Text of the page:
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Waxahatchee - Saint Cloud (Album Review)

Wednesday, 01 April 2020 Written by Ben Gladman

Photo: Molly Matalon

In the decade since she began performing as Waxahatchee, much of Katie Crutchfield’s catalogue has shied away from the country music that informed her childhood, assuming a darker, punkier sound more redolent of her former band P.S. Eliot.

But her fifth LP, ‘Saint Cloud’, finds her embracing her roots by serving up a gorgeous slice of Americana. “[I am not] fighting with my melodic tendencies or my more traditional-sounding voice,” Crutchfield said pre-release, and there are references here to Neil Young and Gillian Welch, along with a southern twang that on previous releases Crutchfield made efforts to hide.

Instrumentally, her palette is also more traditional. With the exception of a few production choices (such as the glitchy keys on opening song Oxbow), acoustic and clean electric guitars dominate, with just the gentlest hint of fuzz.  

Crutchfield began writing the record in 2018, shortly after the decision to get sober. Most of the songs here sound clearer and calmer than ever before; rarely does the album break out of a steady canter. As Crutchfield revealed in an interview with Pitchfork’s Quinn Moreland: “Forcing myself to slow down was the first step.” 

Songs like Oxbow, Lilacs, and Fire, all use natural imagery to symbolise this change of pace: “And the lilacs drink the water / Marking the slow, slow, slow passing of time.” There is a strong sense of a new beginning, and all the hope and worry that this entails. Whenever the lyrics take a more difficult turn, Crutchfield manages to include a ray of sunshine. Gone are the days of her last record, ‘Out in the Storm’, where heartbreak and chaos reigned. Here, setbacks are learned from and then brushed aside.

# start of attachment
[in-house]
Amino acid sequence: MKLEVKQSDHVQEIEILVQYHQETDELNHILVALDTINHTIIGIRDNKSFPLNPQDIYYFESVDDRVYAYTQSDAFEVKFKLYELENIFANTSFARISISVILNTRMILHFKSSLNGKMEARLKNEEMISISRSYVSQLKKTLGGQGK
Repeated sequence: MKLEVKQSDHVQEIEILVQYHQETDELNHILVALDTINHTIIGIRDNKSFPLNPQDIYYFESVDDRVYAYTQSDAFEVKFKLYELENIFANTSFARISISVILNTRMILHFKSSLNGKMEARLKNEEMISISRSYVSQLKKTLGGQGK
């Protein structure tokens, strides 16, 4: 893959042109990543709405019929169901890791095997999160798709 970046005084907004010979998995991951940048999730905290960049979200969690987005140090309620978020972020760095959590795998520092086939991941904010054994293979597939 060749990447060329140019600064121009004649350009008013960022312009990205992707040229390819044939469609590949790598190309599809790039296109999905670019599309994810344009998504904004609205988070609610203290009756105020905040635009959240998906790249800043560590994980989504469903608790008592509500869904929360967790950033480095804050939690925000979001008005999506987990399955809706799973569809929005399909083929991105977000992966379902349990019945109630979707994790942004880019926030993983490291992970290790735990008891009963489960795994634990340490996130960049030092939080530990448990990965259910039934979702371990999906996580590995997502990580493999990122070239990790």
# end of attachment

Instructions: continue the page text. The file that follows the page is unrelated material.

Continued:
That is not to say that ‘Saint Cloud’ is without its darkness. Especially on the back half of the record, Crutchfield addresses addiction explicitly. Arkadelphia and Ruby Falls both tell the tale of a friend who overdosed. The lyrics face up to death and destruction, deftly exploring ideas of friendship and fame. At one point Crutchfield even imagines her own eulogy: ‘If I burn out like a lightbulb / They'll say, "She wasn't meant for that life."’

Crutchfield leaves the slowest, most contemplative song for last. The title track is sparse and lo-fi, allowing the listener to focus on its poetic lyricism. Despite its melancholy edge, looking back on the day with a tired sigh, the song has its own sense of warmth and beauty: “And when when I go, when I go / Look back at me, embers aglow.” This is an album of emotional maturity, and a brilliantly articulated statement on a bittersweet life, full of hope and beauty despite its struggles.

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